Opposition to a proposal to turn most of 760 acres of farmland and woods into a business park near I-88 and Route 47 in Sugar Grove remains strong, judging by the roughly 440 people who showed up Wednesday night for the second installment of a plan commission hearing.
Some of them have hired an attorney, Michael Coghlan, an expert in land-use law and real estate development, to represent them.
And some are angry the site is already being advertised to potential buyers and tenants.
The Sugar Grove Economic Development Corp. has 400 acres of it listed on the "available sites" part of its website. The listing, by broker Newmark Knight Frank, says the land "is zoned for warehouse/distribution, manufacturing, light industrial, office, R & D, data centers, medical facilities, retail and commercial."
It shows diagrams of seven buildings with 4 million square feet of building space and 959 exterior truck docks.
However, the land has not been zoned for such use.
The Sugar Grove EDC is a public-private corporation for promoting Sugar Grove. The IRS lists village President Sean Michels as its principal officer. The website directs callers interested in doing business in Sugar Grove to call a village employee, whose job title is "economic development coordinator."
Sugar Grove LLC, a Crown Community Development company, is asking the village to designate the land as a planned development district. It says the land is ideally suited to building warehouses and distribution centers. It could include some houses on about 98 acres on the south end of the site.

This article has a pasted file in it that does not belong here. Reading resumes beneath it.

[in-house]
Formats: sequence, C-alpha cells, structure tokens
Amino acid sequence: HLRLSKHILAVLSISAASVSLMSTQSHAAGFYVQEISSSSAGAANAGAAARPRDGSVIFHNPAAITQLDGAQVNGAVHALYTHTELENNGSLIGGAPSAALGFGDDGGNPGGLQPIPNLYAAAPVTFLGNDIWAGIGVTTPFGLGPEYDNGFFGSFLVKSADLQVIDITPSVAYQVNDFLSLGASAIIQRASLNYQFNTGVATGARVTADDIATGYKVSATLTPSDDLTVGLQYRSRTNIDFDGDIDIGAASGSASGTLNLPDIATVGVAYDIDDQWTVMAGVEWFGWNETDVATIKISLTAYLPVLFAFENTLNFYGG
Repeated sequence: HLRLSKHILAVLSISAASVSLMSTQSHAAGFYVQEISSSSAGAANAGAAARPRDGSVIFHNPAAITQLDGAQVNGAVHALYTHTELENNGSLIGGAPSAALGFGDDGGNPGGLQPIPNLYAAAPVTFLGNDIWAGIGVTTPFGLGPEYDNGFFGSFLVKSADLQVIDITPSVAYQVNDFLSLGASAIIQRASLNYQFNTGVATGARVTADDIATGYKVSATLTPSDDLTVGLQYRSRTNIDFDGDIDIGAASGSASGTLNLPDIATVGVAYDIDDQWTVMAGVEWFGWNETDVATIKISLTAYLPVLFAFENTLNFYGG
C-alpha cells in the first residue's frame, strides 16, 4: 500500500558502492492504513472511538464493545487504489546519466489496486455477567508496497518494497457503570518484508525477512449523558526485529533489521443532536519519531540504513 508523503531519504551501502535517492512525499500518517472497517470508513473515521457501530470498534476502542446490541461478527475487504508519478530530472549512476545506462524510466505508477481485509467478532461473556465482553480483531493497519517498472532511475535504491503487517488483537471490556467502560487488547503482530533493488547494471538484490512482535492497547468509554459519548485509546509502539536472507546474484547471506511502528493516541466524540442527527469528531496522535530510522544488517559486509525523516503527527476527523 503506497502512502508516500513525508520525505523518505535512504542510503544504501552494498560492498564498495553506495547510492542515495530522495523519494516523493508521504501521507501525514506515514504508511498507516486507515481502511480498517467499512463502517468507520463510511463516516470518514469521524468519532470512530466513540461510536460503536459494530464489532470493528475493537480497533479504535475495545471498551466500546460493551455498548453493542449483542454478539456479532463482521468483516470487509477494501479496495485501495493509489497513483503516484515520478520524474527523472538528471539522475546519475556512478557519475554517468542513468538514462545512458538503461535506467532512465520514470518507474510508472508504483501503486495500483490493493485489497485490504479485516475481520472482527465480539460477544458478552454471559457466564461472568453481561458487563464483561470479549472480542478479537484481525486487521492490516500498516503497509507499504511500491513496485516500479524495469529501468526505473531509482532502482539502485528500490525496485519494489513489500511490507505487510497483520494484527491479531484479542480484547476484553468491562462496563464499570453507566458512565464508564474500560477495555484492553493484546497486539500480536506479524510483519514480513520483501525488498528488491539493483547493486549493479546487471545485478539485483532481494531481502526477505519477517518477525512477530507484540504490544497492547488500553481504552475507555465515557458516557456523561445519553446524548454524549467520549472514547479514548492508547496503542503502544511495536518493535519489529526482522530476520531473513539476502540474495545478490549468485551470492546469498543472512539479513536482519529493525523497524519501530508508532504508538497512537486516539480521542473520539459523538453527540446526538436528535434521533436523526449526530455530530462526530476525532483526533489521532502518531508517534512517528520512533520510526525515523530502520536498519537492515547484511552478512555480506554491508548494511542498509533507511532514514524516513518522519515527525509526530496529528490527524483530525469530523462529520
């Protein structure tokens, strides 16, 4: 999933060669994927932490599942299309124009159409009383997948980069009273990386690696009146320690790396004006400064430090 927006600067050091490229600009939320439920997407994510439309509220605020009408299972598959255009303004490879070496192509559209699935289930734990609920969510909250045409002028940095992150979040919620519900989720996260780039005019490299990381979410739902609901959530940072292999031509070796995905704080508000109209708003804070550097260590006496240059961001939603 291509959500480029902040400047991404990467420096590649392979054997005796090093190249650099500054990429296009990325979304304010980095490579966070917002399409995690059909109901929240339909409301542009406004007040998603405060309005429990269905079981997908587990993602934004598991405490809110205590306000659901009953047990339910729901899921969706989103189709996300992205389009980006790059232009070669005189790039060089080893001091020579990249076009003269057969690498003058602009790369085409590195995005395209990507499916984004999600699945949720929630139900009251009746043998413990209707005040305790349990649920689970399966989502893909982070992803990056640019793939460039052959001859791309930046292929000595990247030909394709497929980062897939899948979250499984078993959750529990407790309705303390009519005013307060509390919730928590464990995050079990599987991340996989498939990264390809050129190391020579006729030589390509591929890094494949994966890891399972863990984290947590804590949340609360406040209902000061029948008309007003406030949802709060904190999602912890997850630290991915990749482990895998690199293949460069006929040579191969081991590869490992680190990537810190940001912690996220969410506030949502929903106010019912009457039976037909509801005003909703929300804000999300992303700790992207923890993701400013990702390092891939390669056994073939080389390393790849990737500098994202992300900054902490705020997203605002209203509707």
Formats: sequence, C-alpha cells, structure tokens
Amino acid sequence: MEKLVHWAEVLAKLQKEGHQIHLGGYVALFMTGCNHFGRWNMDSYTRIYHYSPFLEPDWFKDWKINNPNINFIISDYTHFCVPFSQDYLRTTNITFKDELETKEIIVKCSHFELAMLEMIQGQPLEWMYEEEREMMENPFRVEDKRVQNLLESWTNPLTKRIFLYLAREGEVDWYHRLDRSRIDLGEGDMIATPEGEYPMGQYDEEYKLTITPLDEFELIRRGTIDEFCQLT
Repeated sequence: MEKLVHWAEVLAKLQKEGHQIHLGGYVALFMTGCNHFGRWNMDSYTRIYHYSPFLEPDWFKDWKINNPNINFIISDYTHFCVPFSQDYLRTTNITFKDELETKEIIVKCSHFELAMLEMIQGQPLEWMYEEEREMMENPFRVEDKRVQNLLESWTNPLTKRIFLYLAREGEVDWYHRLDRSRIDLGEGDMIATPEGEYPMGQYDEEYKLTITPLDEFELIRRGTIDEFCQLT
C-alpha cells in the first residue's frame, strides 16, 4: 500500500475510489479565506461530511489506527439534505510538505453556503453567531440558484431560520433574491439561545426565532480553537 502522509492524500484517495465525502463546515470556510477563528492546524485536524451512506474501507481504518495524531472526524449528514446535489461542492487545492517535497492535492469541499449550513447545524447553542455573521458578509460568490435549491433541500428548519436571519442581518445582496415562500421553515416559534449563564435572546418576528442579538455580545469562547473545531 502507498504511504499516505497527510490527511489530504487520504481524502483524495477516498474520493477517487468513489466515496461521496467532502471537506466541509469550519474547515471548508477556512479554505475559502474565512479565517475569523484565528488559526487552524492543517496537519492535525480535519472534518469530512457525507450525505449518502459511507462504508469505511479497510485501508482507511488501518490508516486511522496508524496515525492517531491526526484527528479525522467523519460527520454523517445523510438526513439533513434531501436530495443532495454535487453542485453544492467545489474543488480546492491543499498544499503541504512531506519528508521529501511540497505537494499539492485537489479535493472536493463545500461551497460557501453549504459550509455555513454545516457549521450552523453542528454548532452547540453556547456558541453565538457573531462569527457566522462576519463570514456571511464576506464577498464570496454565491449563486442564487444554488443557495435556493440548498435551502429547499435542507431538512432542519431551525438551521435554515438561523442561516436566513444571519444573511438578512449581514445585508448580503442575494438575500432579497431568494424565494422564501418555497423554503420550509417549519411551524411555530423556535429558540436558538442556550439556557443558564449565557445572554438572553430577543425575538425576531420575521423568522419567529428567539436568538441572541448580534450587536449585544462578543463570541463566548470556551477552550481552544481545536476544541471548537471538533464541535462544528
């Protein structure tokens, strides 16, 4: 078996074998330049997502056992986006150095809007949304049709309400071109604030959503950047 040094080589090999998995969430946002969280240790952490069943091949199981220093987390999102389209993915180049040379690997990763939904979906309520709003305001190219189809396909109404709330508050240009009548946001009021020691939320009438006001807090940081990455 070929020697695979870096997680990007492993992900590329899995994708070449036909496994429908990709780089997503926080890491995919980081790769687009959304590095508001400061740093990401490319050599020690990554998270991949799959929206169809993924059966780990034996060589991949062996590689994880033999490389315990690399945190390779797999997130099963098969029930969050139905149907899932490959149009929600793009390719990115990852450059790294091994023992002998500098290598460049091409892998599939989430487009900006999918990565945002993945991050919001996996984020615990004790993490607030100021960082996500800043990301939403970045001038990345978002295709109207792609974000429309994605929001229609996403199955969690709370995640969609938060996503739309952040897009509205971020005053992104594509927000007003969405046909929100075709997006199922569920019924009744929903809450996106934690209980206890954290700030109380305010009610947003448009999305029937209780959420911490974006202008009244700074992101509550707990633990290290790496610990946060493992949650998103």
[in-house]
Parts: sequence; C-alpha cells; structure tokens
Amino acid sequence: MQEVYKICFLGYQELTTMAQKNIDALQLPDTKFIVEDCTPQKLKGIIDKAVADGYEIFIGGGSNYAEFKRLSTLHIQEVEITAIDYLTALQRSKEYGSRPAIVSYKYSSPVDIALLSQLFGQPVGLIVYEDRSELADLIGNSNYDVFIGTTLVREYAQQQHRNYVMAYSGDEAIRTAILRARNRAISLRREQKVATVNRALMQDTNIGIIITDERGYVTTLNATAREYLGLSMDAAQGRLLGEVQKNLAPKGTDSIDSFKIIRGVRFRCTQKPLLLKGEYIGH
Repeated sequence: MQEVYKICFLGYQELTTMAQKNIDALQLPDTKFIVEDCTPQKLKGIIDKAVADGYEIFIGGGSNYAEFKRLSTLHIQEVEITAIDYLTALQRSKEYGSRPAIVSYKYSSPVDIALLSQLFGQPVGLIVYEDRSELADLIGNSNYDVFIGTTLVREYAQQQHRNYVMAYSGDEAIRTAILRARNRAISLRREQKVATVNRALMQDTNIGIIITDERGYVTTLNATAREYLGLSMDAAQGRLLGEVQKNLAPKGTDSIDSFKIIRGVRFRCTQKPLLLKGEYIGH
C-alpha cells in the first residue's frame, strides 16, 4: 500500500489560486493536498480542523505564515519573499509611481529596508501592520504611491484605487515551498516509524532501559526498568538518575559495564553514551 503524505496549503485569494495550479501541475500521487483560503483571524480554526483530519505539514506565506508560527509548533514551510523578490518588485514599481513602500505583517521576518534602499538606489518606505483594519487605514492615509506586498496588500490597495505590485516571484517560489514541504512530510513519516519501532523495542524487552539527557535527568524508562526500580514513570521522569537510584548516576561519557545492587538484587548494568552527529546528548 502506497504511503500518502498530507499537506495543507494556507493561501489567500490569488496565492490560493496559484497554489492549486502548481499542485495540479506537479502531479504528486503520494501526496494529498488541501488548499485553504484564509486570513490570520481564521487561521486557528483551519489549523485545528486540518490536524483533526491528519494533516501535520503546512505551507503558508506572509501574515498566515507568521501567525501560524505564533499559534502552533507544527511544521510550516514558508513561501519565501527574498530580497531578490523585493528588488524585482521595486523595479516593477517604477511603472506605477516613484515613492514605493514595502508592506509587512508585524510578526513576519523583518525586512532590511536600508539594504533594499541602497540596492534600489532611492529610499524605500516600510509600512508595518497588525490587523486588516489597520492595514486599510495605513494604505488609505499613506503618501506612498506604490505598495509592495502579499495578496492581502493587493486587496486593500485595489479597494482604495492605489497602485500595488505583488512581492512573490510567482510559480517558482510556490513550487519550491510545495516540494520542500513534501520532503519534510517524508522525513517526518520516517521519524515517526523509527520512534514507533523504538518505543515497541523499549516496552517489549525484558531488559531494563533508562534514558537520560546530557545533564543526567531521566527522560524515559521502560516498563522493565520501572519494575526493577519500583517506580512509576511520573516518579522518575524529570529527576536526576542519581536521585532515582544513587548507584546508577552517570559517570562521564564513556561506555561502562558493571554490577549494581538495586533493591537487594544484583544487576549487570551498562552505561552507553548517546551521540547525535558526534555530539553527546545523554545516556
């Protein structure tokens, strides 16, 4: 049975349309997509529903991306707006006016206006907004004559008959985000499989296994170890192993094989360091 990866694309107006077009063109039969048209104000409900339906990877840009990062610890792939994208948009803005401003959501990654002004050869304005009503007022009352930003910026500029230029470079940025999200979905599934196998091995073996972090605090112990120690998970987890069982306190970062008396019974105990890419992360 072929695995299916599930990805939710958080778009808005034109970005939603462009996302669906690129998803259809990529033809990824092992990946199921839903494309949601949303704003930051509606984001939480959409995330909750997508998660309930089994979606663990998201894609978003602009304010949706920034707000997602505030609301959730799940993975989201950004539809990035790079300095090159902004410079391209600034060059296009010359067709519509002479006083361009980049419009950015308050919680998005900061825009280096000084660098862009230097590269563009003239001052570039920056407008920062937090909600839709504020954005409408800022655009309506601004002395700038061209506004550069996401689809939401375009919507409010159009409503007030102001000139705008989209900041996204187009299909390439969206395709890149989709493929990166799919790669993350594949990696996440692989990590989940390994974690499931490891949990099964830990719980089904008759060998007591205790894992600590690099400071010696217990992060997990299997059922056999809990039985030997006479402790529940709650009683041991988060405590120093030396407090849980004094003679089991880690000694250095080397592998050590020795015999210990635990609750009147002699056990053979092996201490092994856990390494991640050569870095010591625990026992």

Sugar Grove annexed some of the land in 2013 and gave it "estate residential" zoning, which allows one house per acre. It is not uncommon for towns to give such zoning to land they annex, until a developer submits detailed plans for the land.
Opponents on Wednesday spoke about the air pollution they believe will come from trucks coming to and from the business park each day. A geology professor from Northern Illinois University, who lives nearby, spoke about whether stormwater runoff would contain materials that would contaminate the shallow aquifer from which residents' private wells draw water.
"This will increase noise, create air pollution and light up our nighttime skies with lighting that will never cease," said Kane County Board District 5 Representative Bill Lenert, who built a home near the site about 18 months ago.
He also noted that the village may provide incentives for the development via a tax-increment financing district. Lenert said that amounts to the developer "asking for tax-free profits on the backs of Sugar Grove residents and businesses."
In a TIF district, property tax payments to government bodies are frozen for up to 23 years. During that time, any additional property taxes generated are used to pay for improvements that made the site more valuable, typically infrastructure such as roads and utilities.
Resident James Huguelet asked the commission to postpone the hearing and any action. Instead, the village should re-review its comprehensive plan in a way that "meaningfully engages stakeholders in the community," he said.
The plan was adopted in 2005, after a two-year review that included community workshops. In 2014, it was amended to add business park use to part of the area. In was last updated in 2018, when more of the land was designated for business park and less for residential estates.
"I would respectfully suggest that we have a significant disconnect between the current village comprehensive plan and its voters," Huguelet said, pointing to the crowd. "Because without such a review, I foresee many years of rancor and debate."
Eighty-five people signed up Jan. 23 to address the commission. About 20 have spoken so far.
The hearing will resume at 7 p.m. Jan. 30 at the Academic and Professional Center at Waubonsee Community College, Route 47 and Waubonsee Drive.